In the first part of my critique of The Dictator’s Handbook: Why Bad Behavior Is Almost Always Good Politics by Bruce Bueno de Mesquita and Alastair Smith (BDM&S), I slammed the theoretical foundations of their argument. The book also has a lot of empirical content, and in Part II I want to talk about that.
The basic approach taken in the book is anecdotal. It’s not a substitute for rigorous analysis because of the ever-present danger of “cherry-picking”—selecting only the anecdotes that support one’s pet theory, while studiously ignoring any counter-examples (see also Technical Note at the end). But a series of well chosen and well presented illustrations of the theoretical ideas in the book from history, politics, and business could make for an enjoyable reading.
Unfortunately, BdM&S selection of examples exhibits an extreme form of cherry-picking, in fact even going beyond that, when they make out examples supporting their theory “from whole cloth.” For example, did you know what was the cause of the Russian Revolution? It turns out that Czar Nicholas II “foolishly cut the income from one of his major sources of revenue, the vodka tax, at the same time that he fought World War I. … With vodka banned, his revenue diminished sharply. .. Soon Nicholas was no longer able to buy loyalty. As a result, his army refused to stop strikers and protesters.” This is a remarkable story; unfortunately it has nothing to do with the real causes of the Russian Revolution (if you are interested in details, see Chapter 10 of our Secular Cycles).
Another new historical fact that I gleaned from The Dictator’s Handbook was that “Kerensky’s revolutionaries were able to storm the Winter Palace in February 1917.” Of course, it was not “Kerensky’s revolutionaries” but Lenin’s Bolsheviks, and the storm of the Winter Palace was not in February, but in October (old style). If the authors know history so poorly, why didn’t they employ a fact-checker?
These are just two examples out of many more. But more important is the extreme form of cherry picking that BdM&S practice in The Dictator’s Handbook. They only give examples of leaders behaving corruptly (by the way, this is the same criticism that Frederick the Great of Prussia leveled against Machiavelli in Anti-Machiavel).
Frederick the Great of Prussia as Crown Prince (1739), about the same time when he wrote Anti-Machiavel. Source
The very first example with which the book starts deals with one Robert Rizzo, who was city manager of Bell, California. There is no question that Bell was an extremely corrupt individual. In fact, he was the highest paid city manager in the entire US! I think it wouldn’t be unwarranted to conclude that Rizzo was in the top 1 percent, or even top 0.1 percent of the most corrupt American city managers. But what about the rest of them?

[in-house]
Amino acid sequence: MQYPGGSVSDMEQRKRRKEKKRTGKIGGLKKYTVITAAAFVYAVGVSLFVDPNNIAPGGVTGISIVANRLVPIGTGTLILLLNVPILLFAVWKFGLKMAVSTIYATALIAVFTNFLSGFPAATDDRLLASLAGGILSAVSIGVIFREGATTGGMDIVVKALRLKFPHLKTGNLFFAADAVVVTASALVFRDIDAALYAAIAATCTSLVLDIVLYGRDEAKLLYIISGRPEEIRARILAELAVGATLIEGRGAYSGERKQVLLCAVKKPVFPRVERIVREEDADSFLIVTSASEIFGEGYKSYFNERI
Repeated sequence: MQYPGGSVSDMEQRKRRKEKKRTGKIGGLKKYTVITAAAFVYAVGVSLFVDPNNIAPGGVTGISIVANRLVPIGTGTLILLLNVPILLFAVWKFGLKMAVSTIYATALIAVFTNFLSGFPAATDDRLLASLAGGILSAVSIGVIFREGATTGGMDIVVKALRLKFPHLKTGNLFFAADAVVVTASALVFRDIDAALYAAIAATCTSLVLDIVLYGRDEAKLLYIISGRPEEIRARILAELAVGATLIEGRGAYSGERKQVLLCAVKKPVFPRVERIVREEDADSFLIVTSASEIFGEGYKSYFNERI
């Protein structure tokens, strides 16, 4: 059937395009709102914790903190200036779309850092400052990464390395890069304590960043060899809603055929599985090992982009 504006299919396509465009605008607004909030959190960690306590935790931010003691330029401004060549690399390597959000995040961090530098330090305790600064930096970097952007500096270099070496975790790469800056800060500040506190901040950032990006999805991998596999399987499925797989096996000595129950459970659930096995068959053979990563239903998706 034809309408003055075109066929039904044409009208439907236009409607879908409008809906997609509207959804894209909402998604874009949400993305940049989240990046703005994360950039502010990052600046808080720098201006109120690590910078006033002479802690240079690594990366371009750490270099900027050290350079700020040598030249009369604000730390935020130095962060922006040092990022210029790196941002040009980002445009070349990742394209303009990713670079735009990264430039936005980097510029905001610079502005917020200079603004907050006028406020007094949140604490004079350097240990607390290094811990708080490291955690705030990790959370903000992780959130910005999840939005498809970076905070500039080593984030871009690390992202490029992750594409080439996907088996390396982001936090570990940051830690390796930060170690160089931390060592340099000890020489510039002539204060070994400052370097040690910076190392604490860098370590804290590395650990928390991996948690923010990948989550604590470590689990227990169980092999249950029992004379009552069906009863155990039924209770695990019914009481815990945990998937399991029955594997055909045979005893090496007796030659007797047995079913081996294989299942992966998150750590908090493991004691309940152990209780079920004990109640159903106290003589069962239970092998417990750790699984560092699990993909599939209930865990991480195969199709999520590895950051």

Remember that the main postulate of the BdM&S theory is that all politicians (as well as all business leaders; in fact all people) are only “motivated to do what is good for them, not what is good for others.” To illustrate this general idea with an individual selected from the top 1 percent of the corruption distribution, and not to balance it with a discussion of how typical this behavior is, is intellectually dishonest.
Now, I am not a starry eyed idealist. I know full well that there is plenty of corruption and self-dealing in our Republic. There are lots of egotistical people. It’s even quite possible that there is a selection process that ensures that the fraction of egomaniacs and narcissists among the political and business leaders increases as one goes up the hierarchy (although I’d like to see some data on that). Nevertheless, not all leaders are like that.
As an example, let’s consider such obvious example of prosocial behavior as volunteering for the army when your country is at war. Of course, George W. Bush and Bill Clinton would be fine examples for the BdM&S theory. But think about the previous generation, which Robert Putnam called the Long Civic Generation. Jack Kennedy fought in World War II, and his older brother, Joseph Jr, was killed in action in 1944.
George W.’s father, George H.W. Bush, was a naval aviator whose plane was shot down by the Japanese, also in 1944.
Shipmates of the submarine USS Finback rescue Bush Source
I return to my main critical point: people are different–some selfish others prosocial; and so are politicians. It is not surprising that The Dictator’s Handbook is so popular—our current generation of politicians may easily be the most miserable one in American history (although Gilded Age politicians could have been even more corrupt). What we need is a theory that would help us understand why there is variation between leaders, and why there is change with time: some generations of leaders behave more prosocially, others are more corrupt. Due to its theoretical and empirical flaws, BdM&S’s book does not advance us towards such an understanding.
Technical Note: Bueno de Mesquita and colleagues have also published a 2003 volume, The Logic of Political Survival. That book, among other things, presents a statistical analysis of predictions from the selectorate theory with Polity IV data. Unfortunately, their analysis suffers from fatal flaws, in particular, because they used a bizarre residualization procedure. In an article published in American Political Science Review, Kevin Clarke and Randall Stone show that this procedure leads to omitted variable bias. When the data are reanalyzed properly, as Clarke and Stone did, most of their important findings don’t survive.